Source credit: www.farmprogress.com
The battle against herbicide-resistant Palmer amaranth continues unabated in North Carolina. Charlie Cahoon says growers must integrate a broader system to better control troublesome weeds.
“Folks it’s time to circle the wagons. Herbicide resistance issues are not going away. We have to start thinking about resistance from a complete weed management standpoint. There has been a big push for integrated weed management in response to herbicide-resistant weeds and it’s high time we got on board,” said Cahoon, North Carolina State University Extension weed specialist for cotton and corn.
Speaking at the Cotton Field Day at the Upper Coastal Plain Research Station in Rocky Mount Sept. 19, Cahoon emphasized cover crops as an important tool for North Carolina cotton farmers to battle Palmer amaranth, horseweed, and other herbicide-resistant weeds. He stressed that cover crops won’t replace herbicides for controlling problem weeds, but they will work in tandem with and take a lot of pressure off herbicides.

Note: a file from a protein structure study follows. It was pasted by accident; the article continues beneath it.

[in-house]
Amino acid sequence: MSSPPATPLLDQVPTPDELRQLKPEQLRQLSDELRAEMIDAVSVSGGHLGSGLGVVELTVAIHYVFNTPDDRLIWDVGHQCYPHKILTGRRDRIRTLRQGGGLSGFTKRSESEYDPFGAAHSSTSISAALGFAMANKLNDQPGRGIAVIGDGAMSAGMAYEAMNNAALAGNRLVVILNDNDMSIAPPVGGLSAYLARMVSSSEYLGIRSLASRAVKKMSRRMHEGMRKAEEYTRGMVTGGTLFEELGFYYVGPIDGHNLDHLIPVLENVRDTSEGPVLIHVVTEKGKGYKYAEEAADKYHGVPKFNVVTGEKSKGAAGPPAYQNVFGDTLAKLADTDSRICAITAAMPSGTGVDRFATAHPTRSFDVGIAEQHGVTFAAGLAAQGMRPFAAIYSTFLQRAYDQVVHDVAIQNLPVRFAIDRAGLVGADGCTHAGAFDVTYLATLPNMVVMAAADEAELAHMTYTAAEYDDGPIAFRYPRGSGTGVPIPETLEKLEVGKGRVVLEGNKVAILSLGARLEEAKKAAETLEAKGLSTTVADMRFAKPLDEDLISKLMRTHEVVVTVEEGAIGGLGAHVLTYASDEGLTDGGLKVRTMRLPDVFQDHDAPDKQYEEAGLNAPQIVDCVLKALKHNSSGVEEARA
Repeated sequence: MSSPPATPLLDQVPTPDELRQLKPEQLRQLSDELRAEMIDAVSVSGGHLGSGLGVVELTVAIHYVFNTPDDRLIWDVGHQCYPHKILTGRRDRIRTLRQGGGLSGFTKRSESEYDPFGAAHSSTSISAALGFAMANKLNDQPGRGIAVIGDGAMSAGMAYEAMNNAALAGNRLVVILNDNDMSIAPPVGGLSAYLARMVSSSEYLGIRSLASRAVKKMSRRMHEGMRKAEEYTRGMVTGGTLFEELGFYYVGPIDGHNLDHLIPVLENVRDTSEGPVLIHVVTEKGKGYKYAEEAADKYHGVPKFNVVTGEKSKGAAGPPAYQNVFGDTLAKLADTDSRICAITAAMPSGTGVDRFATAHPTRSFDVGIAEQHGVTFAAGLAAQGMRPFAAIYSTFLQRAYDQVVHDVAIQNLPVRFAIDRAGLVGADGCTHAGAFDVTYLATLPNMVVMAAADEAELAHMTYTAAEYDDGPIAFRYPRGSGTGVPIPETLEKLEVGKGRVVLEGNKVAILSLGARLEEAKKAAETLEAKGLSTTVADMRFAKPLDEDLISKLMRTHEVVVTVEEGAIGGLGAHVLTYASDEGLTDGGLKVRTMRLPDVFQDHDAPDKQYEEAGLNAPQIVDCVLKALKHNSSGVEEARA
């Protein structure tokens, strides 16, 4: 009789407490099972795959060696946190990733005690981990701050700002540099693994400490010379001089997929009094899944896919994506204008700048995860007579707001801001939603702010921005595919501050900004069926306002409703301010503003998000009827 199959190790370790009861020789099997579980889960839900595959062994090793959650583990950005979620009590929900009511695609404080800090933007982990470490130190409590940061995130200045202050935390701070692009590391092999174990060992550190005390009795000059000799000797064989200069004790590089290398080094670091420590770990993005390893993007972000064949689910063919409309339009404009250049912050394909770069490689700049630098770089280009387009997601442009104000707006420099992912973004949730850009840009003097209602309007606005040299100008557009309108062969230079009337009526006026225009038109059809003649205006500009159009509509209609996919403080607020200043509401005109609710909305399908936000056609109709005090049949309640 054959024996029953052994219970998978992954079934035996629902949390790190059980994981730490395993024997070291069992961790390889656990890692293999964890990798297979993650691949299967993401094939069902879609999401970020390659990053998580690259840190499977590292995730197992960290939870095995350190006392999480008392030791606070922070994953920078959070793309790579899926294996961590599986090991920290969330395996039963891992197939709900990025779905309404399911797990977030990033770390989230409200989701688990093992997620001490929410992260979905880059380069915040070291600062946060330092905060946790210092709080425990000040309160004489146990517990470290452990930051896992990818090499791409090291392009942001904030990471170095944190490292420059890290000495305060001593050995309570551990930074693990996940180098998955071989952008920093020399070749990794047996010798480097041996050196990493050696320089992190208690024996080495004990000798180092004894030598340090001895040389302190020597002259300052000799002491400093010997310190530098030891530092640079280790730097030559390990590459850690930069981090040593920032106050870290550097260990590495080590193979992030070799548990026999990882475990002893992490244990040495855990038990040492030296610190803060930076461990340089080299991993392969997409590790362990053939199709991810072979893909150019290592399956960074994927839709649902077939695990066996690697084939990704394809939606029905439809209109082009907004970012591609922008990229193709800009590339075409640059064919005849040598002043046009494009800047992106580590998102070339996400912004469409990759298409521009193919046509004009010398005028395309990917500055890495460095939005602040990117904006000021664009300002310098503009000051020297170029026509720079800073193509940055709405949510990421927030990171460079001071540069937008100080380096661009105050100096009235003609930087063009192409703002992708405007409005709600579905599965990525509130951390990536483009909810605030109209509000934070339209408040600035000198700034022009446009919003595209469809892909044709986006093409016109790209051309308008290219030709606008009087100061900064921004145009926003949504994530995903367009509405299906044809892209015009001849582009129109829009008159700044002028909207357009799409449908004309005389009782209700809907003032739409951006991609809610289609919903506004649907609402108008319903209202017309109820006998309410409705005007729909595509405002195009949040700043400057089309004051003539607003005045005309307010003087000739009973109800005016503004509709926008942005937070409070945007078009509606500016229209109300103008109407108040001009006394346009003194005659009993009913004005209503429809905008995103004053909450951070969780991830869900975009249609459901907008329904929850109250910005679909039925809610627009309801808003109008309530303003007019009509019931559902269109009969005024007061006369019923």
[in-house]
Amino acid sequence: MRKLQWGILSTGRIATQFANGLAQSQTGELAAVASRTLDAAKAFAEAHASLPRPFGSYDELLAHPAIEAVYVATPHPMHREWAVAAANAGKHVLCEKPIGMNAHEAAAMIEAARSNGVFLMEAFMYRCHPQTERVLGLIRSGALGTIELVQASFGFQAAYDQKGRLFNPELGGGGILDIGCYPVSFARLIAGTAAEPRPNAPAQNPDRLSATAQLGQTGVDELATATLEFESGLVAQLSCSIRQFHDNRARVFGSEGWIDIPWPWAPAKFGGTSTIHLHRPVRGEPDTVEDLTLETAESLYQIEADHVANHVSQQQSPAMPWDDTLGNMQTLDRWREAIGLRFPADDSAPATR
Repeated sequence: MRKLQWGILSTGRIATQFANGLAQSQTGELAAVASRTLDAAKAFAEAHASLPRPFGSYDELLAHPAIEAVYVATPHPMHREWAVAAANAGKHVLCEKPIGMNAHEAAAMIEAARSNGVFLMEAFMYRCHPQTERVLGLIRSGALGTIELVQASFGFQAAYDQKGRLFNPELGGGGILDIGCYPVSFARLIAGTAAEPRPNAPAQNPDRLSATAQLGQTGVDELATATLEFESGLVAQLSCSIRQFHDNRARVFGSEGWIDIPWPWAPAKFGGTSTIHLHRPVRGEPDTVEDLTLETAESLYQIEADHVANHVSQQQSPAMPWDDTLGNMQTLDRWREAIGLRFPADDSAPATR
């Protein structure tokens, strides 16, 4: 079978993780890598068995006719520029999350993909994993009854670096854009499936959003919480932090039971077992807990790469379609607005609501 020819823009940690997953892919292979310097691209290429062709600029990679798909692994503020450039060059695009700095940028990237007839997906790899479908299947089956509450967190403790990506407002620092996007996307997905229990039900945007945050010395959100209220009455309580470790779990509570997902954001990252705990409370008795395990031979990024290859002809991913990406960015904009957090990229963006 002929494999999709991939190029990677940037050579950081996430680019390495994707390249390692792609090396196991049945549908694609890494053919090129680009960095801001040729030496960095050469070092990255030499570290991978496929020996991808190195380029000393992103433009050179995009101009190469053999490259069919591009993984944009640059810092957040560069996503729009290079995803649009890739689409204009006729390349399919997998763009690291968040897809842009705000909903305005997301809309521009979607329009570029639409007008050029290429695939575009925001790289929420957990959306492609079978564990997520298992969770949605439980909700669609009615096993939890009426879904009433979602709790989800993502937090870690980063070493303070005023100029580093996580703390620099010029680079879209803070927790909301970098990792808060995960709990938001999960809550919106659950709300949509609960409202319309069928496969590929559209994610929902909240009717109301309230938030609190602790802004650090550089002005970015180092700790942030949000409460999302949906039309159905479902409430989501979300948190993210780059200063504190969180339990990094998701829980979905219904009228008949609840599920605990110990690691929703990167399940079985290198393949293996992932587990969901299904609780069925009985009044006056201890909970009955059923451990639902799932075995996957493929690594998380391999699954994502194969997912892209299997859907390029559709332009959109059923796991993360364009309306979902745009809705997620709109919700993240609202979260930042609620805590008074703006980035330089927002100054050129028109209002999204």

At the field day, Cahoon gave a rundown of herbicide-resistant pigweed across the country. He noted there are pigweed species resistant to the Group 15 herbicides, such as Warrant, Dual Magnum, Zidua and Outlook, in the Midwest and Mid-South. In addition, reports from Tennessee say dicamba was much less effective on Palmer amaranth this year compared to the first two years of the system. In addition, 2,4-D resistance has been reported in Kansas and the Midwest.
“Right now, we (cotton farmers in North Carolina) are two to three steps ahead of pigweed. We don’t have dicamba and 2, 4-D resistance. We don’t have Group 15 resistance. We don’t have Liberty resistance. Those folks in the Mid-South and Midwest are not as fortunate. We have to find a way to avoid the same fate,” Cahoon said.